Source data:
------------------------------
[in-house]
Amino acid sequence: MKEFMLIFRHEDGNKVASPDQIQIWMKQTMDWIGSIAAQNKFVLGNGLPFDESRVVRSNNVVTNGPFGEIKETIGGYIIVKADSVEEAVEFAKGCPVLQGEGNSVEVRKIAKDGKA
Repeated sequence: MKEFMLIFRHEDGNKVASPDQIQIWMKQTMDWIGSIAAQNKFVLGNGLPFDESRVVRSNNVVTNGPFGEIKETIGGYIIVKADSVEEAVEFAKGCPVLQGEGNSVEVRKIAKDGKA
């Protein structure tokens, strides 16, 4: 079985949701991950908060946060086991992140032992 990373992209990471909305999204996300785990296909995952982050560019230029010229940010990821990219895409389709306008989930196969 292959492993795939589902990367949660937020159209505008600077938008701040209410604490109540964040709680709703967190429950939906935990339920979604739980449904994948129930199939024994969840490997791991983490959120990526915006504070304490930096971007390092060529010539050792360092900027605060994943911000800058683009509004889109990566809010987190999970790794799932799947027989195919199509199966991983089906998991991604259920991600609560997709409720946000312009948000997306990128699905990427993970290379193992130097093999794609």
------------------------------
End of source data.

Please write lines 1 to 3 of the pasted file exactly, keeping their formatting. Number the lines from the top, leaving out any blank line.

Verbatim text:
[in-house]
Amino acid sequence: MKEFMLIFRHEDGNKVASPDQIQIWMKQTMDWIGSIAAQNKFVLGNGLPFDESRVVRSNNVVTNGPFGEIKETIGGYIIVKADSVEEAVEFAKGCPVLQGEGNSVEVRKIAKDGKA
Repeated sequence: MKEFMLIFRHEDGNKVASPDQIQIWMKQTMDWIGSIAAQNKFVLGNGLPFDESRVVRSNNVVTNGPFGEIKETIGGYIIVKADSVEEAVEFAKGCPVLQGEGNSVEVRKIAKDGKA